Name an African country which offers exploited opportunities.
We’ve only invested in East and Southern Africa, but we believe Uganda offers many untapped opportunities for agriculture. Cheaper labour costs, a fast-growing population, increasing urbanisation and large areas of available virgin land (where fertilisers and pesticides have not been used in great quantities) are just a few of the factors that make Uganda attractive to us.
Describe some of the investment lessons you have learnt over the years.
For one, fund life is key. Many agriculture funds are set up with lifespan that don’t align with the time these investments require to really capture their full value. For example, one of our most successful investments from the African Agricultural Capital fund, which just closed, took 12 years before it was maturely profitable, although the fund life was technically 10 years. We didn’t want to leave value on the table and worked with the fund’s investors to let us remain invested for another two years. This approach paid off and we were able to exit when the business was profitable.
When it comes to fund life, it doesn’t so much matter what crop you have – whether a plantation crop that takes three to seven years to produce a first harvest, or a faster crop like moringa that yields in a year or less – but rather how long it takes to successfully bring that crop to market once it has been grown. Getting certifications, determining packaging, routing products, and securing buyers and long-term contracts can sometimes take another four to six years, all during which time you’ll be accumulating costs. Ideally, you want a sensible agribusiness project that can become profitable in less than seven years.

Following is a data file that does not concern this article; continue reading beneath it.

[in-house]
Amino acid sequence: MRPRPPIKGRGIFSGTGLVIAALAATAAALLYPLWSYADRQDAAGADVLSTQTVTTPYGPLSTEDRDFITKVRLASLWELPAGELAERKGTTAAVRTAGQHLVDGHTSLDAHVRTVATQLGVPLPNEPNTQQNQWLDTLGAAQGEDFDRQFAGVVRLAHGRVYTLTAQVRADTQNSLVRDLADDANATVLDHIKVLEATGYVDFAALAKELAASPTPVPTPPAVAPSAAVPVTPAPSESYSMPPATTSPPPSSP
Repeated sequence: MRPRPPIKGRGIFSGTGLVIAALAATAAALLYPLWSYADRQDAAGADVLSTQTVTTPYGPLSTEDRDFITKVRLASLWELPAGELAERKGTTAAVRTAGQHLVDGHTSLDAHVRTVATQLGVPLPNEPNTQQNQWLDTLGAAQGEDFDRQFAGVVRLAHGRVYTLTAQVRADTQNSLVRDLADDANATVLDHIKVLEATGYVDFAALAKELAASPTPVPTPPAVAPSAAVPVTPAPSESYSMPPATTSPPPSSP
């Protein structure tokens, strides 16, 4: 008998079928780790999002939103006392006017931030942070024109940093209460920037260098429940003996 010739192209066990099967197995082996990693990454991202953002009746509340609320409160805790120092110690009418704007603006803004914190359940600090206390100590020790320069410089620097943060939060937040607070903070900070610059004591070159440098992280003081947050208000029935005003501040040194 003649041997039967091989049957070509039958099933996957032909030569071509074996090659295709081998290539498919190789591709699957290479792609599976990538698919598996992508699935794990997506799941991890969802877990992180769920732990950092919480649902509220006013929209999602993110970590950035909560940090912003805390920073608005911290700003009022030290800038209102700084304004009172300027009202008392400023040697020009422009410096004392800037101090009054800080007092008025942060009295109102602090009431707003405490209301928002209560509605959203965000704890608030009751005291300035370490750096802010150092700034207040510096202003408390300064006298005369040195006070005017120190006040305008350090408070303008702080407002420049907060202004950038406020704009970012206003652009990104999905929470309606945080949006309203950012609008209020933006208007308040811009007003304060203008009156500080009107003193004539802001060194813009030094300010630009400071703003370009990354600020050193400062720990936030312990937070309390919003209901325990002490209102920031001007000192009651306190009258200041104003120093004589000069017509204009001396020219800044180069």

To meaningfully invest in agriculture, you really need to invest for 15 to 20 years. This allows you to capture the full value of that investment and provide some protection against the bad seasons that inevitably arise along the way. We know every three to four years there is a bad season, so you need to build flexibility into your fund lifespans to accommodate for this. In some ways, we’ve been a victim of trying to imitate the standard private equity fund life of about seven years, which simply doesn’t make sense for agriculture.
The other key lesson is to include business development and technical support facilities in our funds. We didn’t have this in our first two funds, and that hit us hard. You need a way to transfer knowledge and expand your management’s capacity; it was quite a strain on our team to provide all the training our entrepreneurs needed.
To address this, we received a grant from USAID to provide these business development services facilities in our third fund, and have a facility from the EU and IFAD through a €3 million grant for our current Yield Uganda Fund. These facilities train our portfolio companies’ teams on strengthening corporate governance; setting up boards; structuring internal controls and systems; working with outgrowers; implementing environmental, social and corporate governance (ESG), and things like that.
We’ve also learnt it’s important to spread out investments across milestones. There was a time that we did due diligence for two years, invested capital of about a million dollars, and lost it in the first six months. These days we spread out our investment disbursements over time and never invest the full amount upfront.
Lastly, we’ve learnt to take into account how our entrepreneurs’ cultural dynamics may impact their approach to business dealings. For example, in some cultures you can only talk about business with the husband but never in front of the wife. These may seem like small details, but they can make a big difference in how you build relationships and trust with your investees and entrepreneurs.